Pentagon’s Untested Mobile Security System Holds No Water for the USDA

Pentagon’s Untested Mobile Security System Holds No Water for the USDA

Under most normal circumstances, when it comes time to bring in new software just about anywhere—especially something as important as mobile security and adware removal—there’s a modicum of testing involved before the system gets installed. One building may get the system, or one division, or the like. Not the case, at last report, for the Pentagon, which acquired a new mobile security system geared toward protecting military-issued consumer smartphones. The United States Department of Agriculture (USDA) turned to the same vendor and discovered that there are plenty of problems with this new security system, almost as many as if there were no security at all.

 

The whole thing, at last report, started back in June, where the Defense Department set up a deal valued at $16 million for three years, among three different contractors, in a bid to secure 300,000 devices ranging from iOS hardware to Samsung (NewsAlert) and BlackBerry 10 models. The USDA, likely figuring that what’s good enough for the military is plenty for the USDA, went with the same contractors, this time in a $20 million package. But eight months later, the USDA is discovering a wide array of issues with the software that should be protecting its systems.

The system in question, led by DMI as the prime contractor, was set to include aMobileIron mobile device management system, an app store, and Fixmo e-mail and Web browsing protection, which sounds like a pretty complete package. Cyber analysts indeed suggest that the kinds of protections selected are commendable, making the whole package look like a sound bulwark against outside incursion.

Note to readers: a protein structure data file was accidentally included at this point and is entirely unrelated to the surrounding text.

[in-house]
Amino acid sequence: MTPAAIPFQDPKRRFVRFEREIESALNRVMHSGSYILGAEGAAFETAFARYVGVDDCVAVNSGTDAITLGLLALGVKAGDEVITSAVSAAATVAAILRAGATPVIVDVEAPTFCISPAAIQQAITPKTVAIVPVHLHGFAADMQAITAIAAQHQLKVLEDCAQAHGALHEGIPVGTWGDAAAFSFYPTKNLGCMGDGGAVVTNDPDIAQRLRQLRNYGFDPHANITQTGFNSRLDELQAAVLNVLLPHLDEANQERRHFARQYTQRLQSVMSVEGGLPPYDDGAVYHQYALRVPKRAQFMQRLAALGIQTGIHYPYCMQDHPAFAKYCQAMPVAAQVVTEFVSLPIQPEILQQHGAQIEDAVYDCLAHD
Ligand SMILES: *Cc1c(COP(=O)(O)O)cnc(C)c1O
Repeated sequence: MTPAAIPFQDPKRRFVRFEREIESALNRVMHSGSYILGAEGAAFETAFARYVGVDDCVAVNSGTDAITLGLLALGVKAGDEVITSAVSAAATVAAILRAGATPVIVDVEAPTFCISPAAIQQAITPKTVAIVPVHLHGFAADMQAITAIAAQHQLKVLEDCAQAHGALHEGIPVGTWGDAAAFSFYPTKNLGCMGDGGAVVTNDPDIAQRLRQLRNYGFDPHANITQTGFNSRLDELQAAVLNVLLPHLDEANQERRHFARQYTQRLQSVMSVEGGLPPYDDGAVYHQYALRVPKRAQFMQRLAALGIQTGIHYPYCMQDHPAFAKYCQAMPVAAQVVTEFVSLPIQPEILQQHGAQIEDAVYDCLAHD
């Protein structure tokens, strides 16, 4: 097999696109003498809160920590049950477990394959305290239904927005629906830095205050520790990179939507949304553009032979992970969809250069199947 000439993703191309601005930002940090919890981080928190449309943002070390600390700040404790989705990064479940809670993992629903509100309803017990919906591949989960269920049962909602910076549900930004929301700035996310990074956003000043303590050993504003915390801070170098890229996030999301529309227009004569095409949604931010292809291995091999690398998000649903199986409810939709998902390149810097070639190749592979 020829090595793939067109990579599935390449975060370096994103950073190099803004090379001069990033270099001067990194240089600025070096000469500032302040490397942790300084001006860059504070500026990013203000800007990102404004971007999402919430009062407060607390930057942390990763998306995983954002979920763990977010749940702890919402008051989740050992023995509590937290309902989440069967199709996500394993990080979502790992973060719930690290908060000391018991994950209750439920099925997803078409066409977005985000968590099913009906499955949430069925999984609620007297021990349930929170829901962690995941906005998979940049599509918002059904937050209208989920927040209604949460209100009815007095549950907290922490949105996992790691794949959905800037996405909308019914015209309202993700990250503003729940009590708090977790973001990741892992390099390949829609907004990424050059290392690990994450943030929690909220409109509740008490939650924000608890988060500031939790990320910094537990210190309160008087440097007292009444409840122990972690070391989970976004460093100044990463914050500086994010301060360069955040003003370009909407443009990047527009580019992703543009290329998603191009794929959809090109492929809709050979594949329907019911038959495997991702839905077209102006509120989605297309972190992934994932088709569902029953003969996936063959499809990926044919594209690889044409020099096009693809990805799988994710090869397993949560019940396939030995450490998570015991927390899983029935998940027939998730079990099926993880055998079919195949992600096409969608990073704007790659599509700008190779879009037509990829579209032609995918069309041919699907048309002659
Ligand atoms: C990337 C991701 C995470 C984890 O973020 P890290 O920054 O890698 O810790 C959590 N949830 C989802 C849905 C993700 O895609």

But what’s happened so far, based on reports, is anything but sound. The Fixmo container for e-mails and browsing is said to be incompatible with the network security infrastructure at the department. Indeed, the original solicitation required that—within 30 days of the award in November 2012—the program be not only fully functional with vendor support, but also ready to support, at a minimum, 3,000 devices. The schedule has been pushed back to fall of 2013, though it’s been upgraded to supporting 4,500 devices. Currently, the system is supporting about 1,370 devices, and the overall system is looking to jettison the Fixmo system, or use it as a hybrid along with the MobileIron tools.

Naturally, many wonder if the Pentagon is having similar issues with its own mobile hardware, and on this point the Pentagon is staying somewhat quiet. Indeed, reports indicate that the Defense Information Systems Agency (NewsAlert)—which actually awarded the contract—didn’t use past performance or current demonstrations to settle on a product, instead using a “comprehensive evaluation” to ensure “that the technology proposed will perform in the manner as proposed by the awardee.” Lt. Col. Damien Pickart further stated to Nextgov: “The documentation and processes used in source selection, other than that which is required to be publicly disclosed, is protected as source selection information” under normal rules, adding “We do not disclose the specific details of the source selection process.”

Hopefully, of course, the program is working much better at the Pentagon than it seems to be for the USDA, though given that some reports indicate it’s much the same program, it’s worth wondering if, in fact, the programs are having any better effect with one than the other. It’s a distressing development to say the least, and it’s hoped that the Pentagon’s security is doing better than its counterpart. Perhaps more testing in the future would be the appropriate response, but at the end of the day, it’s all about the security and malware removal.

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Daniel Sadakov has a degree in Information Technology and specializes in web and mobile cyber security. He harbors a strong detestation for anything and everything malicious and has committed his resources and time to battling all manners of web and mobile threats. He is a contributar at tripwire.com, a website dedicated to covering the top security stories and providing useful tips for the everyday and expert users.